So the other day we had a fireman come knock on our door. I answered it and all the kids swarmed around to see what was up. He told us that there has been a lot of arson in our neighborhood lately (we live just outside what is apparently one of the roughest parts of the city) and particularly there had been a lot of fires started just across the field at the neighboring farm. He was wondering if we had happened to see anything suspicious, or any shady characters â€œskulking aboutâ€ lately. I told him that no I hadnâ€™t seen a thing â€“ and he left me a little packet of materials about arson and his phone number in case we saw anything that should be reported.
And that was that. I took the packet inside and plunked it on the counter and went off to finish whatever it was I was doing. But later that afternoon I discovered that the children had been occupying themselves for the last few hours by planning what they would do if the fiendish person named â€œArsonâ€ showed up at our house. They had worked up all kinds of elaborate schemes with which to foil his plans â€“ and they told me that they even knew what he looked like because there was a picture of him in the packet of literature that the fireman had left.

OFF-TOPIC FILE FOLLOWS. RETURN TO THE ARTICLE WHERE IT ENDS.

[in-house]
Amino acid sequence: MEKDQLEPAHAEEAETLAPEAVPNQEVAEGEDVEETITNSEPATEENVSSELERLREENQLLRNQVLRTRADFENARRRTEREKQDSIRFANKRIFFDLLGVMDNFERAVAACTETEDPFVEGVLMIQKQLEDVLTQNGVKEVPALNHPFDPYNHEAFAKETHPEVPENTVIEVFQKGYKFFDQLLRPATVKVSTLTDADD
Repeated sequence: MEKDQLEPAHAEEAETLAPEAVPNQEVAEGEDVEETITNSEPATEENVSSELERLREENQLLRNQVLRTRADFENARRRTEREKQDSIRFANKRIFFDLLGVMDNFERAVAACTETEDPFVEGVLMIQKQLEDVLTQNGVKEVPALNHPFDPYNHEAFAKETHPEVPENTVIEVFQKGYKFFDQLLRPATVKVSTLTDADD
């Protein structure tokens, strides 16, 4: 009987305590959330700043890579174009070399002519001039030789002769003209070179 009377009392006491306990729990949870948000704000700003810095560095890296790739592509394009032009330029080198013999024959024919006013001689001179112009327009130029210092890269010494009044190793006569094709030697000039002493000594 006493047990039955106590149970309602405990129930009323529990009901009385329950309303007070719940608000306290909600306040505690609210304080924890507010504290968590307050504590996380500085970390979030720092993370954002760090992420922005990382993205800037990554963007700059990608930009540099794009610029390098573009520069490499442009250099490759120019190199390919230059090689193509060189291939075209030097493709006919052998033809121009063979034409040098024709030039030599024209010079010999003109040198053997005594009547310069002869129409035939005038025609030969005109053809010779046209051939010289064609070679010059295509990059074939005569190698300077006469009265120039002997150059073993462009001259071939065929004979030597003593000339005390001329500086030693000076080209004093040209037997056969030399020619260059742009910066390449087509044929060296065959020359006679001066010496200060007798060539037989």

I thought it was so funny that I postponed the crucial moment when I would have to tell them that there actually was no such person as Arson â€“ I let them finish telling me all the ways in which they would make him wish heâ€™d never been born and how heâ€™d think twice before messing with the Merkles again. But eventually I thought that I needed to clear up this misunderstanding. I explained to them that â€œarsonâ€ was an activity and not, as they were all assuming, a proper noun. I told them that itâ€™s like murder or stealing or cheating . . . itâ€™s something that you DO.
At which point, one of them said, â€œWow. No wonder his name is Arson then.â€